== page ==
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Google lawsuit dispels the Web's oldest tradition: anonymity

By / August 20, 2009

Thanks to New York Justice Joan Madden and model Liskula Cohen, the mask is off.

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When fashion model Liskula Cohen sued Google, she took aim at one of the key online tenets: On the Internet, nobody knows you're a dog.

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Disguised in comforting anonymity, bloggers and online commenters can type some pretty nasty things – accusations and language that they'd never say to people face-to-face. However, the masquerade ball may have just ended.

Ms. Cohen brought Google to court, demanding that the company reveal the identity of a blogger that she says defamed her. The NYC-gossip blogger mocked Cohen and called the model a "40-something" who "may have been hot 10 years ago." Cohen was 36 at the time. The post, which ran on Google's Blogger service, has since been removed.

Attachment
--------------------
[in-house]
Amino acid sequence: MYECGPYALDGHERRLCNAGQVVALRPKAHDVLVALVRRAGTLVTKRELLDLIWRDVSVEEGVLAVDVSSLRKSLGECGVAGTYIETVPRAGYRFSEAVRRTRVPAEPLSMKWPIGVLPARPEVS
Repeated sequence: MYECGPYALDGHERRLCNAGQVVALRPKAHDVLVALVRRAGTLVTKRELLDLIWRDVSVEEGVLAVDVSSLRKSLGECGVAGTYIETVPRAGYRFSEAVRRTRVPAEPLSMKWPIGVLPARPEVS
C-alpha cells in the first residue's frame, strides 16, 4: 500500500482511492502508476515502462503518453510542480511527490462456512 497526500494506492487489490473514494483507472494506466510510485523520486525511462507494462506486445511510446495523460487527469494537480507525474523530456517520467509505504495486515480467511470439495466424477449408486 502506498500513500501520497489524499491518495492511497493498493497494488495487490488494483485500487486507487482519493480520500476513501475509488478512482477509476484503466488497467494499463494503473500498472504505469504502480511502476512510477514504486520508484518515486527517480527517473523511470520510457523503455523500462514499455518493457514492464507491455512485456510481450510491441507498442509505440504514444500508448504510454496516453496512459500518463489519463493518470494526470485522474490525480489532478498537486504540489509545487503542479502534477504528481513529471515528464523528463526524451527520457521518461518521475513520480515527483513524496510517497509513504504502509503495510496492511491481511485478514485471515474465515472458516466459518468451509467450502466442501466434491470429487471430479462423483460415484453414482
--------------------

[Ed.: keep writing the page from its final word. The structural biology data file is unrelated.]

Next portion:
Judge Joan Madden agreed with Cohen and ordered Google to give up the name. As the Times reports: The New York Supreme Court Justice "rejected the blogger’s claim that the blogs 'serve as a modern-day forum for conveying personal opinions, including invective and ranting', and should not be treated as factual assertions."

On “Good Morning America” yesterday, the Giorgio Armani and Versace model told Dianne Sawyer that the online taunter was actually an acquaintance –“an irrelevant person in my life … that girl who was always there.” Now that she knows the blogger's identity, Cohen has second thoughts about a libel lawsuit.

But other bloggers should watch out. Justice Madden just rewrote the assumed rules for online decency.

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[Editor's note: The original version of this story used the wrong phrase to describe Cohen's feelings about a potential libel suit against the unmasked blogger. She is not "second guessing" herself, but rather has "second thoughts."]

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